Nicholas Lund

nature and science

Canada’s Mediocre National Bird Is Actually a Great Choice. Yay, Canada.

During the past year, as America embarked on the treacherous task of selecting a new president, Canada selected, for the first time, a national bird. Its decision, which also came in November, was the result of a year-and-a-half of public voting hosted by Canadian Geographic magazine. It even included a debate— Canada’s leading ornithologists, conservationists, and even the poet laureate gathered to discuss the top five vote-getters before a winner was finally selected. The final choice, as pro

Yes, Penguins Will Peck Each Other’s Eyeballs Out. Nature Is Cruel and Awful!

There’s a show on National Geographic WILD called Animal Fight Night that’s part Wild Kingdom and part WorldStarHipHop. It’s dedicated to videos of animals beating the fur off each other. There are huge lions going at it. There are baboons fighting for their lives against Nile crocodiles. Of course, these are all animals that are known to be a little antagonistic and we were chill with watching them destroy each other. But as of Friday, now there are also penguins, going full King Lear eye-goug

Donald Trump Wants to “Drain the Swamp in Washington.” How Would You Do That?

Last week, Republican presidential nominee Donald Trump pledged to “drain the swamp in Washington D.C.,” saying in a campaign speech that he will “make our government honest once again.” How do you drain a swamp? Build trenches and canals that allow water to flow out. For most swamps, you can dig a series of trenches below the current water level, allowing gravity to do the work of propelling water down and out of the swamp. As the standing water drains away, the swamp flora and fauna will die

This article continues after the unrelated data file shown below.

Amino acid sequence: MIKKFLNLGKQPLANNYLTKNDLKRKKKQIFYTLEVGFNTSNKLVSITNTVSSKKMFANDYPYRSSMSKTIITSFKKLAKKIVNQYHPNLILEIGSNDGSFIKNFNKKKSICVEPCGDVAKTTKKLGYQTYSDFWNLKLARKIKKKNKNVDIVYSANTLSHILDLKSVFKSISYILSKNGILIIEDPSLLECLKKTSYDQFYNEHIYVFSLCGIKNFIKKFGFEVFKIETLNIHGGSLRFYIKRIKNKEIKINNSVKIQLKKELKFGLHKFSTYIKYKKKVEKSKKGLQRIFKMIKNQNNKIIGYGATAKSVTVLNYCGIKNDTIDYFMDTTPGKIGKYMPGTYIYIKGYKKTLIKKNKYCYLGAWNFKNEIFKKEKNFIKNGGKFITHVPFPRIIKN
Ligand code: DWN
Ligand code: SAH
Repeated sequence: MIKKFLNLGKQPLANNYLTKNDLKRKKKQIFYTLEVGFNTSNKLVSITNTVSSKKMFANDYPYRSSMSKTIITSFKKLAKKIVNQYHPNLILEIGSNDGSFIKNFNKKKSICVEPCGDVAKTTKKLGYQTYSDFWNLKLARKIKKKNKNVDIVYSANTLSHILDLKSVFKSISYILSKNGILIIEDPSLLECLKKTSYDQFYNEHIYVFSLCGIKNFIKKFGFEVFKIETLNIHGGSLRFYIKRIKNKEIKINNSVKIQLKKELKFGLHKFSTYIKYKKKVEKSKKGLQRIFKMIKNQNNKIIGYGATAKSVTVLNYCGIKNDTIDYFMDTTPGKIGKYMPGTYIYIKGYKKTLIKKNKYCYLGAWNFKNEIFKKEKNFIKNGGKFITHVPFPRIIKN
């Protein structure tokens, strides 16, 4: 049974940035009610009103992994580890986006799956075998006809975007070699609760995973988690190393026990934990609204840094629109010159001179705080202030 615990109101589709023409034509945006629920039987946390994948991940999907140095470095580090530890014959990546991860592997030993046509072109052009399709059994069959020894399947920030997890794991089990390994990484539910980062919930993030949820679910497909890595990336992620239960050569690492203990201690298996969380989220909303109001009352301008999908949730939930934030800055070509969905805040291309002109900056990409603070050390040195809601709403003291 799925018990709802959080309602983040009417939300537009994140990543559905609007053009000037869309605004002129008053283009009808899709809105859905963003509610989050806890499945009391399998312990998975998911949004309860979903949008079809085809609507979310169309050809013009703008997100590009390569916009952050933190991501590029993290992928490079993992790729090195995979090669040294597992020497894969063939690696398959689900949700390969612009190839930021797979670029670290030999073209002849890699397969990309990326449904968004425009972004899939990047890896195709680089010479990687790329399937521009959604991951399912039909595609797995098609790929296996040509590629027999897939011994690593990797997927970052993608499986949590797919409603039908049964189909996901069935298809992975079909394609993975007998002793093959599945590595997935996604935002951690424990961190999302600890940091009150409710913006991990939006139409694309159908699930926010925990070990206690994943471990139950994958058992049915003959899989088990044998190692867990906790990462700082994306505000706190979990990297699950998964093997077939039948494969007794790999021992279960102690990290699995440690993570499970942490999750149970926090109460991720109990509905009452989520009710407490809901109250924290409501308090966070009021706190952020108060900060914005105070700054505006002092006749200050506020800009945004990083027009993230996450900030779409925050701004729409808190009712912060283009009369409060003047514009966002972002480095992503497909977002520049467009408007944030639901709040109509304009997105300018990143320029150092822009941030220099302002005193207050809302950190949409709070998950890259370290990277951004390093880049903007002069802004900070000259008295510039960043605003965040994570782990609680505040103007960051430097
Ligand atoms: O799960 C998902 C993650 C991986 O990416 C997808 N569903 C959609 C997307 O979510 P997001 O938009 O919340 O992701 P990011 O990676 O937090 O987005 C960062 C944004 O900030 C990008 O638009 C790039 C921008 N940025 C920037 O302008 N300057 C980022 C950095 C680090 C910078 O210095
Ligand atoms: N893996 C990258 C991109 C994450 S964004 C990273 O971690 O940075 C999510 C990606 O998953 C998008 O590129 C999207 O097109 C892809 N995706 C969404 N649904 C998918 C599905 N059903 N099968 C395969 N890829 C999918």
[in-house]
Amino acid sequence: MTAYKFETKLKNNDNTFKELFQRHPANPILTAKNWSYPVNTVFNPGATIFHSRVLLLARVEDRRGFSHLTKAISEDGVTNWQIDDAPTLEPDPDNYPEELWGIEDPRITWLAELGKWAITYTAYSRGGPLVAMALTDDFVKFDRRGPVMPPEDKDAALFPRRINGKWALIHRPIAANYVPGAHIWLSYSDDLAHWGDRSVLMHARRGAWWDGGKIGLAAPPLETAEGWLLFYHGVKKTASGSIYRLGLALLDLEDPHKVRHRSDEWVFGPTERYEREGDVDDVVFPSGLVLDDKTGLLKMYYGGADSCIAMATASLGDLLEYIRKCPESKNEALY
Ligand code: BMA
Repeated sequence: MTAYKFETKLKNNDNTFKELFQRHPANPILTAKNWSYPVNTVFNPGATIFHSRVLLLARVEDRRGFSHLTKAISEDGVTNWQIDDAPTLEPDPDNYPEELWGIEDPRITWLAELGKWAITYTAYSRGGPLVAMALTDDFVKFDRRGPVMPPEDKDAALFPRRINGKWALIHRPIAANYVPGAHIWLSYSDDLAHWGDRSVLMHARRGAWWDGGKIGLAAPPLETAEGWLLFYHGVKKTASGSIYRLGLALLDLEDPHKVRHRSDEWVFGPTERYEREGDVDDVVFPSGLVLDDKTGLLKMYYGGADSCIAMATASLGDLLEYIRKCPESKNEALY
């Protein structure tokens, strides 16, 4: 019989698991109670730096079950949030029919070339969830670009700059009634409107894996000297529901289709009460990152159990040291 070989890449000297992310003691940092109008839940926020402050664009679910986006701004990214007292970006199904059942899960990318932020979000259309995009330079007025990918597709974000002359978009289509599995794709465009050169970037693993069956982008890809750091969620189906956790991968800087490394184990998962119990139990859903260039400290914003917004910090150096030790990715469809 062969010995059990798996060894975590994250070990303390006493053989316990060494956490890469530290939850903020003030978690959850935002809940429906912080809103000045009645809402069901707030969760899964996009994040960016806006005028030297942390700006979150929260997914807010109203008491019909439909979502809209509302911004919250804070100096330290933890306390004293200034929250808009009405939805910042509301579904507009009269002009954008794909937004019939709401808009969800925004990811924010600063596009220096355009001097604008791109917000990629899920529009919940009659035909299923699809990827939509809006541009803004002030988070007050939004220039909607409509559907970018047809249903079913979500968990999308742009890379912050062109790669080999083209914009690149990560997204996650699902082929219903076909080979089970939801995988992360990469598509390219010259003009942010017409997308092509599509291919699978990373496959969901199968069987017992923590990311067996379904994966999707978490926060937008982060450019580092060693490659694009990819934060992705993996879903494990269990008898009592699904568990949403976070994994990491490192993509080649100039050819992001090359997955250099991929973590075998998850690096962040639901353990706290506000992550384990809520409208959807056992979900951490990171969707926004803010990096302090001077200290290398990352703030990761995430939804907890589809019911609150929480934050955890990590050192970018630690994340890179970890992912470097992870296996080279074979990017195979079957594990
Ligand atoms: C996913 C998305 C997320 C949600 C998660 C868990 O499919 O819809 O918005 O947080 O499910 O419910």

Louisiana State University’s Mike the Tiger VI Just Died. He Should be the University’s Last Live Mascot.

On Tuesday, Mike the Tiger VI, the live tiger that served as the beloved Louisiana State University mascot, succumbed to cancer at the age of 11. The death was sudden, coming less than a week after doctors rediscovered tumors thought to be slowed by radiation treatments at one of Louisiana’s top cancer hospitals. However, before Mike the Tiger VI had even passed, and before the community could mourn its mascot, LSU officials announced that they had begun the search for a tiger cub to replace Mik

The Weirdest Thing About That Reindeer Mass Death? That It’s News.

I actually just made up that expression (you can probably tell because it’s terrible!), but you get the gist. If you’re looking to get attention for your story about wildlife, you better either have charismatic megafauna or a whole bunch of dead bodies. And if you’re going the dead-bodies route, let’s hope they died all at once because slow, incremental death is neither photogenic nor interesting. This week’s reminder of the truth of that statement is the story tearing up the internet about a h